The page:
Buyer’s Guide

So, you’ve decided that you want a pet red-tailed boa. Congrats! At this point you need to stop and ask yourself two questions:

“Do I understand this snake’s growth potential?”

Big-eyed little babies don’t stay small forever; this applies to applies to puppies and humans, and it definitely applies to reptiles. You can do this by joining a boa-specific Facebook group like Boa Constrictor Keepers (people are always happy to show off pictures of their pets), but ideally you need to see an adult to truly comprehend what you’re getting yourself into. Go to the zoo, meet up with someone from your local herpetological society, call up a reptile educator, whatever you need to do to make it happen.

“Am I capable of caring for an adult boa for its entire life?”

Boas are medium-large snakes that poop and pee like a large dog as adults. Large adults can be difficult to handle alone, require large (often custom-made) enclosures, and can live as long as 40 years. If you find yourself overwhelmed, they must be rehomed — setting it “free” in a local park or forest is not an option. Don’t buy one unless you’re prepared to care for it as a large adult!

Alright, deep breath. You still with me? Good. Moving forward…

Buy boa constrictor tips - cute boa tongue flick

Contributed by Crispy Snakes

How Much Does a Boa Cost?

Pricing varies by species and morph, with adults being more expensive than juveniles. You’re also likely to spend more when buying from a professional breeder than if you buy one at a pet store. However, expect to pay at around $50-$150 for a juvenile “normal” Central American or Colombian boa, which is the most common and least expensive boa species.

Buying Your Boa

The best way to get a boa is to buy it from a professional breeder — as in, someone who has been doing this for years and puts their animals’ health first, not financial gain. This helps to make sure that you’re getting a CB (captive-bred) individual, and reptiles produced by professional breeders tend to be much healthier than any you’ll find from an importer or the pet store. Furthermore, captive-bred boas tend to be more docile than wild-caught, which is an important quality in a medium-large snake.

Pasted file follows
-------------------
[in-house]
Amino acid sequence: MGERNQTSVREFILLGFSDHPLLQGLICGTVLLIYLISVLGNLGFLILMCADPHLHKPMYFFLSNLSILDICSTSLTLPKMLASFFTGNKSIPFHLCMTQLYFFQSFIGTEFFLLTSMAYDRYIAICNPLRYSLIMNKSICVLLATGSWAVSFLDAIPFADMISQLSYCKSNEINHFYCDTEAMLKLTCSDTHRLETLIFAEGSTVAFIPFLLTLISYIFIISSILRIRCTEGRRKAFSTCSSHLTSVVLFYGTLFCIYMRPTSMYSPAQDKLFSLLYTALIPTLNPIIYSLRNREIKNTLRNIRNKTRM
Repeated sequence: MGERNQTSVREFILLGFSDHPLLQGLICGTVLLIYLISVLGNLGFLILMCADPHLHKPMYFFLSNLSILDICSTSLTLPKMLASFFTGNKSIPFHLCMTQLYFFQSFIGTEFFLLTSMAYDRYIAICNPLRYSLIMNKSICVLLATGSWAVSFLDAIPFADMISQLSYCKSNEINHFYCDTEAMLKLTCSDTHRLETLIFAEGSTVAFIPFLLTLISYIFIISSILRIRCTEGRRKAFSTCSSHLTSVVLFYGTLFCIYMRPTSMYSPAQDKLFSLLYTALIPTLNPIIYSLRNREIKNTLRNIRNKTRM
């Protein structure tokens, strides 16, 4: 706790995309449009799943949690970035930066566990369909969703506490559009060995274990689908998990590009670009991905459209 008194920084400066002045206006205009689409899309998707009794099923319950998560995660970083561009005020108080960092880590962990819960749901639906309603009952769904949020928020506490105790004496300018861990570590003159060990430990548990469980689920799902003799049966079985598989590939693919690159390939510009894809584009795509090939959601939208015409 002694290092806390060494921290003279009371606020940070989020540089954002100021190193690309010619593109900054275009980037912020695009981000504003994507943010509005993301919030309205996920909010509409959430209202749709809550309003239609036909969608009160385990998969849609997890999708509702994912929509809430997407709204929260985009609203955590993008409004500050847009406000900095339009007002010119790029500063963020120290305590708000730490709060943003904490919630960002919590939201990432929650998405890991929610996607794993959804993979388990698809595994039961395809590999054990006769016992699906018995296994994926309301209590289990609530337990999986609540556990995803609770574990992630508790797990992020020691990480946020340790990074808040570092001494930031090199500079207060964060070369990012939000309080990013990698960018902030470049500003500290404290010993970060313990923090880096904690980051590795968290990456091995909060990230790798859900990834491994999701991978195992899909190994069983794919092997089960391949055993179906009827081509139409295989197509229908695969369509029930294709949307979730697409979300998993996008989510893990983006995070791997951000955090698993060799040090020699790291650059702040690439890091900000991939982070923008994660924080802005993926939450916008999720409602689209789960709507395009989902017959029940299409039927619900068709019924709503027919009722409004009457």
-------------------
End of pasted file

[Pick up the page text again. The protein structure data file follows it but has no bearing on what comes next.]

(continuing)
You can also pick up a “used” boa from your local reptile community, rescue, or classifieds. The advantage of going this route is that you’ll usually save some money on the animal itself, as well as get some supplies in the deal. The disadvantages of buying a boa “used” is that it may be less tame or, more Read more on the subject here.

It’s better to start with a juvenile than an adult, especially if this is your first boa. Juveniles are smaller than adults, easier to house, less expensive, and although they can be more defensive, a strike from a juvenile is going to be less scary than experiencing the same from an adult.

Ask yourself: does morph/color matter? Morphs are genetic variations in a reptile’s color or pattern that differ from how the animal typically looks in the wild, like a designer version of the same animal. At this point, only B. imperator is available in morphs, but note that juveniles tend to have paler/less distinct coloration compared to adults. As they get older, grayish hues turn more yellow and/or brown. Pink, orange, yellow, and iridescence also develop with age. If color is important to you, ask the breeder for pictures of the parents and photos of the snake’s older siblings from previous pairings.

Don’t commit to buying the snake before you’ve had a chance to see and handle it. While it’s in your hands, ask yourself the following:

  • Are its eyes bright and clear?
  • Do the nostrils appear clear?
  • Listen to it breathe. Is it noisy at all?
  • Is the snake alert, flicking its tongue as it’s handled?
  • How nervous/defensive is the snake?
  • Does the body feel smooth and muscular?
  • Does it grip your hand/arm firmly during handling?
  • Does the tail wrap firmly around your hand/arm?
  • Are there any lumps, scars, or open wounds?
  • Is the spine kinked or deformed in any way?
  • Is the vent clean and sealed flush with the rest of the belly?
  • Are mites present?

Also get as much information from the breeder/previous owner as possible:

  • Morph, known het traits (if relevant)
  • Sex
  • Birth date
  • Feeding habits (live vs frozen thawed, prey size, mice vs rats, etc.)
  • Last feed
  • Temperament
  • Previous health issues
  • Previous sheds/shed issues
  • Last shed date

If you decide to buy the animal, ask the seller not to feed it prior to pick-up. This will prevent any possible regurgitation from relocation stress.

Buy boa constrictor - tips

Contributed by Tom Goody

Keep reading: